Connect other apps with Slack.

App Integrations

A huge benefit to using these two tools together is that you don’t have to check both spaces. One of the many apps Slack offers to add in is Trello. Using the Trello app, you can connect boards and use commands to push notifications from one space to the other. There are many other apps too! We are all using Zoom as our face-to-face meeting alternative, and using either One Drive or Google Drive to share docs and collaborate from. There are app hook-ups for each! There’s even an Outlook Calendar app to sync calendars with if your institution uses Outlook. (A quick test of this automatically updated my status to match my calendar’s “In Meeting” and reset my status when the meeting was over. It was beautiful!)

Getting Users Onboard

Some librarians and staff were already using these two tools while others had never used either tool. To our surprise, Slack has been better received than Trello. We credit this to the GIFs, and the ease with which we can all share pet photos. We started small and invited a few people to each platform first (groups of 3 and 4 at a time). As the spaces were more established with columns and tasks in Trello and channels in Slack we expanded our invitations gradually by department. As I am writing this post, I have sent an email to the entire library sharing the “invite” links to each, and a calendar invite for a Zoom screen-share demo session early tomorrow morning. In this session I plan to walk users through the following in Slack:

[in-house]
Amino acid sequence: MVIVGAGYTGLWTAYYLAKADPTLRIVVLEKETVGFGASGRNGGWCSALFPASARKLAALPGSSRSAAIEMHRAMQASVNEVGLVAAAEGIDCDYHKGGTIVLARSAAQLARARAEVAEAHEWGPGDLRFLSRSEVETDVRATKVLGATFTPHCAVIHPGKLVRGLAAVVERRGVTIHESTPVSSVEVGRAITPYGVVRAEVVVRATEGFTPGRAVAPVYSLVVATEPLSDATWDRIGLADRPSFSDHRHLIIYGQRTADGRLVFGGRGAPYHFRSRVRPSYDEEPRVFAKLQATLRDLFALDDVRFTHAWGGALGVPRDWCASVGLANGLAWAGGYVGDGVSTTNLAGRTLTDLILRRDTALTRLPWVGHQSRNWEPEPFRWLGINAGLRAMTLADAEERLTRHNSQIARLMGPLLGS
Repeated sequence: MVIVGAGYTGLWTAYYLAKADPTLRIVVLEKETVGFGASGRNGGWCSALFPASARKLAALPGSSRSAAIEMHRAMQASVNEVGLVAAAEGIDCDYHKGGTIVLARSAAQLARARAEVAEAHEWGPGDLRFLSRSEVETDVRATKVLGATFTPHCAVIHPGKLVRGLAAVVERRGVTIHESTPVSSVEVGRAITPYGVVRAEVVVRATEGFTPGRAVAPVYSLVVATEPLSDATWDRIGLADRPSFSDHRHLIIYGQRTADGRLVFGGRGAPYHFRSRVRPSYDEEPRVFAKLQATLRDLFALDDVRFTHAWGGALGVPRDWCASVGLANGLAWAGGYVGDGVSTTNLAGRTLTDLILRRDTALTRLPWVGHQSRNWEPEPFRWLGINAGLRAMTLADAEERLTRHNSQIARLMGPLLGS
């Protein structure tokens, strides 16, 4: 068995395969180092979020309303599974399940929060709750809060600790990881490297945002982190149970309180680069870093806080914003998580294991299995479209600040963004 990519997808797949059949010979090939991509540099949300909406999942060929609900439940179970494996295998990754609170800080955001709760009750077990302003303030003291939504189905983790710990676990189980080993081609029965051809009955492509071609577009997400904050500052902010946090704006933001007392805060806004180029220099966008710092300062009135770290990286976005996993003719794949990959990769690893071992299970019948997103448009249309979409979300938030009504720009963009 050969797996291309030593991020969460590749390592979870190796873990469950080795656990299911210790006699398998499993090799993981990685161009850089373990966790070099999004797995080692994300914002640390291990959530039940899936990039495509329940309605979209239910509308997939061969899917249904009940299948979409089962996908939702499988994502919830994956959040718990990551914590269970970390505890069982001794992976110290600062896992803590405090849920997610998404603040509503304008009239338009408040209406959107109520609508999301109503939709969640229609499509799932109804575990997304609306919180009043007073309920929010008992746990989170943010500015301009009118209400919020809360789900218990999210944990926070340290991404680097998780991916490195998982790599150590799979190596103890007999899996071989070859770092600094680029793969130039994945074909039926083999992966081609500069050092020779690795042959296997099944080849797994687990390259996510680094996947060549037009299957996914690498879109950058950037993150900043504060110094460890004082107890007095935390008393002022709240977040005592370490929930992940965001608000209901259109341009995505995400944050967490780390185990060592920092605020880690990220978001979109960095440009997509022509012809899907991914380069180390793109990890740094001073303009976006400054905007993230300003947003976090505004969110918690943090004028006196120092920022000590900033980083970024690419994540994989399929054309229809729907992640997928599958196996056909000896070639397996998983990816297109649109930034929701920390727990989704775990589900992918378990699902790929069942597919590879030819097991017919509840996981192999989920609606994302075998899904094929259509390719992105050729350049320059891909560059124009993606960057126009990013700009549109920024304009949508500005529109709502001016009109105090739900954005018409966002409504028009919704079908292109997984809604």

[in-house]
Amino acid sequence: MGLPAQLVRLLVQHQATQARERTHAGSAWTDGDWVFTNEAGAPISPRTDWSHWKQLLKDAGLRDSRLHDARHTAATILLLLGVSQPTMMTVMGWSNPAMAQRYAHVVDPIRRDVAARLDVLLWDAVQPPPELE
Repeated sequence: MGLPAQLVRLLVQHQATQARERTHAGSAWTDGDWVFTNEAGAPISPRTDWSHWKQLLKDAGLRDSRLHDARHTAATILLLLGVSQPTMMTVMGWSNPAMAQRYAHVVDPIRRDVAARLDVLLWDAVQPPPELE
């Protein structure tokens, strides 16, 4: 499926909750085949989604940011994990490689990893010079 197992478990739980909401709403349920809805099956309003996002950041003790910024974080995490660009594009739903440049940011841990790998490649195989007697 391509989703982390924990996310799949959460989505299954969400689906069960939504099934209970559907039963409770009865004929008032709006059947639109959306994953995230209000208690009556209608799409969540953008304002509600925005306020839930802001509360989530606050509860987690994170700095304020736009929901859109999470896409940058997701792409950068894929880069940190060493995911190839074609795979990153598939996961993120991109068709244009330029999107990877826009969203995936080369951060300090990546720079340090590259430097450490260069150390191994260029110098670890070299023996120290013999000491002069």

Status can be a fun or serious way of letting coworkers know when you are available while teleworking.

1. how to set up your profile, edit your display name and photo, and customize your status
2. demo creating, finding and sharing channels
3. tour our channels so far (ex. #slackhelp)
4. show examples of attached docs
5. how to share gifs using /giphy [keyword]
6. how to use threads for discussion
7. starring content and searching content
8. how to connect and integrate apps
9. using direct messages with individuals
10. differences between the mobile, web and desktop apps

Welcome colleagues that are just joining the space.

 

I’m also planning to use this time for Q & A from those that attend, fielding questions about both Slack and Trello, and let our other slack super-users (our I.T. folks, I.T. Librarian, and our Copyright Librarian) to screen-share and show tips or tricks I may not know myself. Scheduling a time for everyone to attend is not any easier teleworking than it was in real life, so I plan to record this session and upload the video for us to refer back to or watch later. So far I have been relieved and amazed by the quick adaptation my colleagues of varying technical backgrounds have had with these two tools.  How are you and your colleagues communicating while working from home? Are there other applications working well for you, and what tools are you taking this opportunity to experiment with?

 

Metadata Services Librarian at UGA Law Library